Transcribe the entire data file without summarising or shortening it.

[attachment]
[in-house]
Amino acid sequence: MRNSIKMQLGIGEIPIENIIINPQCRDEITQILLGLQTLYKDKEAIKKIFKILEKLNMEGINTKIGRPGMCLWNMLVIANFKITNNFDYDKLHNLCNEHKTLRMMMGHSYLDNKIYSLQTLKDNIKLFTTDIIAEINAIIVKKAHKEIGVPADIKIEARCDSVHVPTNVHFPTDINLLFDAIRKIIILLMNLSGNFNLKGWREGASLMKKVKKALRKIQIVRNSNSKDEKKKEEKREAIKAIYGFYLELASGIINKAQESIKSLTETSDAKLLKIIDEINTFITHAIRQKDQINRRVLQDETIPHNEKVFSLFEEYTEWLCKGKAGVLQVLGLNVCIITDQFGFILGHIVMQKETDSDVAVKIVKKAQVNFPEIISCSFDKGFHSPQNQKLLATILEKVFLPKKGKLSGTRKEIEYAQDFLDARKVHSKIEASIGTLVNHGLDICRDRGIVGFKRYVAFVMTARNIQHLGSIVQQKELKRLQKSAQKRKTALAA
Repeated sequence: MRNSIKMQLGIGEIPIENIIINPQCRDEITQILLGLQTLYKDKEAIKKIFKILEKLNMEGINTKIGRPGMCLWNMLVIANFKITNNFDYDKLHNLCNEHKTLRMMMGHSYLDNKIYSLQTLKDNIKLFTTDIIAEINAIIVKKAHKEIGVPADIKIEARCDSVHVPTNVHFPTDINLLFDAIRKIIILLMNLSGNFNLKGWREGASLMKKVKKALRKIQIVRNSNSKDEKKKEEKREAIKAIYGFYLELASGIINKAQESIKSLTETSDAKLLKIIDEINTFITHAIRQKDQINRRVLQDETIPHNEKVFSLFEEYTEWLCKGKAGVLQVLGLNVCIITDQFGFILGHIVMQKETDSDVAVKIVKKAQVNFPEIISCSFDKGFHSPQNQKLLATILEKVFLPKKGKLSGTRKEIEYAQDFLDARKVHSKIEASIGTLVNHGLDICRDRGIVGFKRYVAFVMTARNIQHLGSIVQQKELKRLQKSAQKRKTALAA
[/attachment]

[in-house]
Amino acid sequence: MRNSIKMQLGIGEIPIENIIINPQCRDEITQILLGLQTLYKDKEAIKKIFKILEKLNMEGINTKIGRPGMCLWNMLVIANFKITNNFDYDKLHNLCNEHKTLRMMMGHSYLDNKIYSLQTLKDNIKLFTTDIIAEINAIIVKKAHKEIGVPADIKIEARCDSVHVPTNVHFPTDINLLFDAIRKIIILLMNLSGNFNLKGWREGASLMKKVKKALRKIQIVRNSNSKDEKKKEEKREAIKAIYGFYLELASGIINKAQESIKSLTETSDAKLLKIIDEINTFITHAIRQKDQINRRVLQDETIPHNEKVFSLFEEYTEWLCKGKAGVLQVLGLNVCIITDQFGFILGHIVMQKETDSDVAVKIVKKAQVNFPEIISCSFDKGFHSPQNQKLLATILEKVFLPKKGKLSGTRKEIEYAQDFLDARKVHSKIEASIGTLVNHGLDICRDRGIVGFKRYVAFVMTARNIQHLGSIVQQKELKRLQKSAQKRKTALAA
Repeated sequence: MRNSIKMQLGIGEIPIENIIINPQCRDEITQILLGLQTLYKDKEAIKKIFKILEKLNMEGINTKIGRPGMCLWNMLVIANFKITNNFDYDKLHNLCNEHKTLRMMMGHSYLDNKIYSLQTLKDNIKLFTTDIIAEINAIIVKKAHKEIGVPADIKIEARCDSVHVPTNVHFPTDINLLFDAIRKIIILLMNLSGNFNLKGWREGASLMKKVKKALRKIQIVRNSNSKDEKKKEEKREAIKAIYGFYLELASGIINKAQESIKSLTETSDAKLLKIIDEINTFITHAIRQKDQINRRVLQDETIPHNEKVFSLFEEYTEWLCKGKAGVLQVLGLNVCIITDQFGFILGHIVMQKETDSDVAVKIVKKAQVNFPEIISCSFDKGFHSPQNQKLLATILEKVFLPKKGKLSGTRKEIEYAQDFLDARKVHSKIEASIGTLVNHGLDICRDRGIVGFKRYVAFVMTARNIQHLGSIVQQKELKRLQKSAQKRKTALAA